Previously underestimated in terms of its impact on the environment, the record of the $2.5 trillion-dollar fashion industry is now coming increasingly under scrutiny. Not only is it the second highest user of water worldwide, producing 20 per cent of global water waste, and responsible for 10 per cent of global carbon emissions, but beyond the environmental impact the industry is also closely linked to labor, gender and poverty issues. And while significant today, it is likely that such concerns will only increase further in the coming decades, which has prompted the UN to call for delegates attending its upcoming High Level Political Forum on Sustainable Development to debate plans to launch a Partnership for Sustainable Fashion.
Through a series of Sustainable Development Goals, the UN has already committed to ensuring sustainable consumption and production patterns, with targets focusing on the use of natural resources, chemical waste, fossil fuels and the integration of sustainable practices into production cycles. However, these so-called SDGs are not specifically directed at the fashion industry. And given the extent to which how we make and consume clothing is impacting upon planetary resources, it is an industry that is having a significant impact on the achievement of the UN’s goals.
Several organizations within the UN do currently work to address certain aspects of the fashion industry. These include the Ethical Fashion Initiative founded by the International Trade Centre (ITC), which connects marginalized artisans from the developing world to international fashion houses, UN Environment, that focuses on the area of sustainable consumption and production, and The International Labour Organisation, which advocates and actively works on improving working conditions in the textiles, clothing, leather, and footwear sectors. But despite the variety of efforts by these different institutions, the UN has not thus far taken a comprehensive approach to address all aspects of a sustainable fashion industry.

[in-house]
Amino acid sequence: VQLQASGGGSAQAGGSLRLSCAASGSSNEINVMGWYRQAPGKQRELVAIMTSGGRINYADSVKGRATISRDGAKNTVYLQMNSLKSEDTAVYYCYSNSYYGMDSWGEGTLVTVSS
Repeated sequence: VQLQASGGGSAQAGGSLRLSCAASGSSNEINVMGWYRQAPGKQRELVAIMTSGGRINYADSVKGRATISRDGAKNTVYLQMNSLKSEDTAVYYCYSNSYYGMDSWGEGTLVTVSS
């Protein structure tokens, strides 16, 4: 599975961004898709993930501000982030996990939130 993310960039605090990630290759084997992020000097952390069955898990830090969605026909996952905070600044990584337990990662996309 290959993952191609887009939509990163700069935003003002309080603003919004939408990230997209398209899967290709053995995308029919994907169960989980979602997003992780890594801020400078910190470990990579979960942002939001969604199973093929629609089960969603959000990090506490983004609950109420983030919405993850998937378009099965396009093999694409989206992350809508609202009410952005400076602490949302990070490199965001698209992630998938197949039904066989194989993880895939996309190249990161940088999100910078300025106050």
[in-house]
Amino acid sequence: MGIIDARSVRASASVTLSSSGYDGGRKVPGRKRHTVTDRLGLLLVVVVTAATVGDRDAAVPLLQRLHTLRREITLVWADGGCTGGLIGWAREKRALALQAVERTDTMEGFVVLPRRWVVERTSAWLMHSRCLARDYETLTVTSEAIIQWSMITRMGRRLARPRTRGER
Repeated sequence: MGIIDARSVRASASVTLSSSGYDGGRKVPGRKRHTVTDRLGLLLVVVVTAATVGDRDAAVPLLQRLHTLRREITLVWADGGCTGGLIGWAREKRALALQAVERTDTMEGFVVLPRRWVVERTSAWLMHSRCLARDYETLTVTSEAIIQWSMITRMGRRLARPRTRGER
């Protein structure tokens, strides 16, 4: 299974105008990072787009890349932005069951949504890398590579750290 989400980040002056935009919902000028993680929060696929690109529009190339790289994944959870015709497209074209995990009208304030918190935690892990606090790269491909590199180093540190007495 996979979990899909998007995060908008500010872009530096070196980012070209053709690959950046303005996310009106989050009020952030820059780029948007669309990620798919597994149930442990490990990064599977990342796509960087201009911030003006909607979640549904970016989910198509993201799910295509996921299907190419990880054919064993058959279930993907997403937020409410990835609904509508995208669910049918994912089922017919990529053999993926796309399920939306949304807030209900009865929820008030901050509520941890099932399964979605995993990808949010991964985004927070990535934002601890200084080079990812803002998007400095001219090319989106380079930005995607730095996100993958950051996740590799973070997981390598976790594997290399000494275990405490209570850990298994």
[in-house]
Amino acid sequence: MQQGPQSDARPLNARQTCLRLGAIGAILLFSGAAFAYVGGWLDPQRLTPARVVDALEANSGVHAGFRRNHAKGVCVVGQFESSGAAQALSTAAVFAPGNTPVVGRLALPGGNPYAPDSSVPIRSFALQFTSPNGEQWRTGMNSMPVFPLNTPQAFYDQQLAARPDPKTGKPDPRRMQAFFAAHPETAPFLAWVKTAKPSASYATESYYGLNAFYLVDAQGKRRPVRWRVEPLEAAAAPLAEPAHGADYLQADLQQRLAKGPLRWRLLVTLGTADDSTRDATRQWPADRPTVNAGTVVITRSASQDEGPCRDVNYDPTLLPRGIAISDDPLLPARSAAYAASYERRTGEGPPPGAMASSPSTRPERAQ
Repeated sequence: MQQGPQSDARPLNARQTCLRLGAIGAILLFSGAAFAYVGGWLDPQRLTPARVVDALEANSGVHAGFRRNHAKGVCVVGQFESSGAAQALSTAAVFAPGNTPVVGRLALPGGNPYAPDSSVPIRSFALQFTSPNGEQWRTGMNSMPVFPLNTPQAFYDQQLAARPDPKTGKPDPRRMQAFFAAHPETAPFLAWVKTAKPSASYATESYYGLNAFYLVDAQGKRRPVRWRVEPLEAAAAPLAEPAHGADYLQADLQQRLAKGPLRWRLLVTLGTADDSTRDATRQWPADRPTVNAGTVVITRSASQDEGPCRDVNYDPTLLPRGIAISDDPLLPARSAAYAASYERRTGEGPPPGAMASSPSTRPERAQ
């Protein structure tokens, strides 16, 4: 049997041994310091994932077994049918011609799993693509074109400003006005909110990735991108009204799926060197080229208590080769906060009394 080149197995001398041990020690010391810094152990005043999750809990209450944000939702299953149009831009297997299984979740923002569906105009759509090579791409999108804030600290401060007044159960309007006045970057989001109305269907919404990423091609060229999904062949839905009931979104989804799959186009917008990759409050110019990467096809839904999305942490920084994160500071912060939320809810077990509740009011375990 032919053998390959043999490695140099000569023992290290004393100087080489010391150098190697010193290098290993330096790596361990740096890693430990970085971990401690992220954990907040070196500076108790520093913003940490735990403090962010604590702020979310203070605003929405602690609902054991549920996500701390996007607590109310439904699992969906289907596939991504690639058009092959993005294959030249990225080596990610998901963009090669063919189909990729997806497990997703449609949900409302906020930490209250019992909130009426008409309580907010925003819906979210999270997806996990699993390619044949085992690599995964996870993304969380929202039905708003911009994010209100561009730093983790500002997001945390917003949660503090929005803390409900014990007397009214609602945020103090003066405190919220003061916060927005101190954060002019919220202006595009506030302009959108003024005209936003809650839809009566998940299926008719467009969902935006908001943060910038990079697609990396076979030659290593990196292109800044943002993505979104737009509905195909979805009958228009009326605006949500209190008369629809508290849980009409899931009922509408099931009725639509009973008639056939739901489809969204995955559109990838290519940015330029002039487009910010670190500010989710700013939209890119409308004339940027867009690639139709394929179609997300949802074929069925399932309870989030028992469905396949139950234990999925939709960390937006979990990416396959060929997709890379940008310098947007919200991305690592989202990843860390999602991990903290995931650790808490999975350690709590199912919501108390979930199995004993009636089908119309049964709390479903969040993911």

“We are racing against the clock to find a better way of producing, using, and disposing of apparel,” said Michael Stanley-Jones, a Nairobi-based Programme Management Officer for the UN Environment’s Poverty-Environment Initiative. And he acknowledges that failing to condition the fashion industry to work within the limits of the planet’s natural resources could disrupt the livelihoods of millions, citing the private sector, investors, researchers, farmers, activists, innovators, designers, educators, youth and the media among the stakeholders to be targeted.
Stanley-Jones does see the fashion industry’s interest in sustainability growing. As an example, membership of the Sustainable Apparel Coalition, an initiative which developed the Higg Index that aims to “holistically” measure members’ sustainability in terms of product design, facility labor conditions and brand environmental-social impacts, and encourages companies to be transparent in sharing and comparing scores for public scrutiny, has a current membership of 60 manufacturers and distributors, which collectively accounts for a third of the global fashion industry. And he hopes that by setting up a UN Partnership for Sustainable Fashion, this will pave the way to establishing a clear roadmap for sustainability standards across the entire industry.